A couple of posts caught my eye the other day. Mike Caulfield wrote about remixing, repurposing and adapting in digital media as a way to expand collaboration and distribute ideas, notions and observations, using the ‘fluidity of digital media to have the sort of “conversation through editing” that digital media makes possible.’
Mike’s post led me back to David Wiley’s excellent blog, opencontent.org, and his piece, The Remix Hypothesis, riffing on the benefits of faculty adapting OER and that impact on curriculum design, leading them to to ‘rethink their assignments and assessments so that they maximize the learning-related benefits of openness to their students.’
Maha Bali’s post on Unbearable Whiteness discusses the notions and nature of privilege, and the ‘elusive nature of inclusivity.
And, finally, Dave Winer takes a broader perspective, addressing the Purpose of the Internet, which he describes as saving our species from self-destruction. Maybe, or more to the point, a use of the internet is to facilitate the sharing, remixing and redistribution of ideas, notions, and perspectives, giving voices to many, to all of our collective benefit.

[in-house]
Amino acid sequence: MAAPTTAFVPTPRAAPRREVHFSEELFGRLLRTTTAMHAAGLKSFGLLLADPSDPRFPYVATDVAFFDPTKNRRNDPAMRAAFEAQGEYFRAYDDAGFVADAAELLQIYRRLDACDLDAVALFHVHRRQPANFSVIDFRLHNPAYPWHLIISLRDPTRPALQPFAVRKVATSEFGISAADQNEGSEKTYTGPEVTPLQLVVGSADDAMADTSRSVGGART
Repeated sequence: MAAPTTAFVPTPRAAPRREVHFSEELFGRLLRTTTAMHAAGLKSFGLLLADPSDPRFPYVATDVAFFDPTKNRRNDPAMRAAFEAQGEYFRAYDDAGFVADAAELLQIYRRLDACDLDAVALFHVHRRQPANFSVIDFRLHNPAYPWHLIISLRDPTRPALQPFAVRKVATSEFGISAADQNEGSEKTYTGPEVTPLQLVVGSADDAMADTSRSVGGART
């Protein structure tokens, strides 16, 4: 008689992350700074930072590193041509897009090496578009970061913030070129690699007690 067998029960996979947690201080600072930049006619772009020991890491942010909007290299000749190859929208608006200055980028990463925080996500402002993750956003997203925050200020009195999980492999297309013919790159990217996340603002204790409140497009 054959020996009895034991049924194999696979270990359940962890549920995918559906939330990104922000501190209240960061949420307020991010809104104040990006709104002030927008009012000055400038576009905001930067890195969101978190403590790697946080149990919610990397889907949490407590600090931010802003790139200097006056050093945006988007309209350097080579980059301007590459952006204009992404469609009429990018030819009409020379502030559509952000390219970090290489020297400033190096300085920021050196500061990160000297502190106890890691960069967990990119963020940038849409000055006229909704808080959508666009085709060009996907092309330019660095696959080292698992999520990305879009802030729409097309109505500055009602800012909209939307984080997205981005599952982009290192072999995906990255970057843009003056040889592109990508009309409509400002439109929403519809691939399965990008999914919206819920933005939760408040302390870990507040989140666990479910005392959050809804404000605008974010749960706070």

Why spy on students? And, why the obsession about 'cheating?' With the push to use services like Turnitin to play the 'gotcha' game with students learning to write, with the sweeping of Facebook, Twitter, Instagram, and all the other social media services that this old dog will never learn to use, or to use well, what does all this do to students' ability to own their own identities, their conversations, where is their privacy, or is this all just hackable?